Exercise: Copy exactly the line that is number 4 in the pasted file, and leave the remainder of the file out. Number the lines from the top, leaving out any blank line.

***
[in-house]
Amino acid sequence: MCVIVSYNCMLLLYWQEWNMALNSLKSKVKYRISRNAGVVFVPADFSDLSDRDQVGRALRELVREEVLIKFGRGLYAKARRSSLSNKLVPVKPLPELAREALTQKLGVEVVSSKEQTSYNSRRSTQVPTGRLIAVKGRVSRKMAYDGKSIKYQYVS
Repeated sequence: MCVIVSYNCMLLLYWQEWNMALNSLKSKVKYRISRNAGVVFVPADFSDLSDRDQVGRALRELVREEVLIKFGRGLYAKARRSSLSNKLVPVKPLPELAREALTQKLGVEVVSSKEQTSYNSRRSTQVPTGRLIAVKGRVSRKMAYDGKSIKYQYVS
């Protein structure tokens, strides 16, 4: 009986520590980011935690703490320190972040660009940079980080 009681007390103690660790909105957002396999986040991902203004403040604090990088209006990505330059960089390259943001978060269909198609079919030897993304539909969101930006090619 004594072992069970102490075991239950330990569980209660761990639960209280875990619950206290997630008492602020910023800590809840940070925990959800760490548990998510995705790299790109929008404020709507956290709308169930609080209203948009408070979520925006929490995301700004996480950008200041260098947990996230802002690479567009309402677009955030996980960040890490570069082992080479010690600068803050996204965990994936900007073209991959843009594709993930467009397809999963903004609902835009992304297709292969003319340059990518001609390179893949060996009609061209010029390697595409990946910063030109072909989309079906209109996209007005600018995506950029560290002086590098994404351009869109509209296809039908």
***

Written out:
């Protein structure tokens, strides 16, 4: 009986520590980011935690703490320190972040660009940079980080 009681007390103690660790909105957002396999986040991902203004403040604090990088209006990505330059960089390259943001978060269909198609079919030897993304539909969101930006090619 004594072992069970102490075991239950330990569980209660761990639960209280875990619950206290997630008492602020910023800590809840940070925990959800760490548990998510995705790299790109929008404020709507956290709308169930609080209203948009408070979520925006929490995301700004996480950008200041260098947990996230802002690479567009309402677009955030996980960040890490570069082992080479010690600068803050996204965990994936900007073209991959843009594709993930467009397809999963903004609902835009992304297709292969003319340059990518001609390179893949060996009609061209010029390697595409990946910063030109072909989309079906209109996209007005600018995506950029560290002086590098994404351009869109509209296809039908």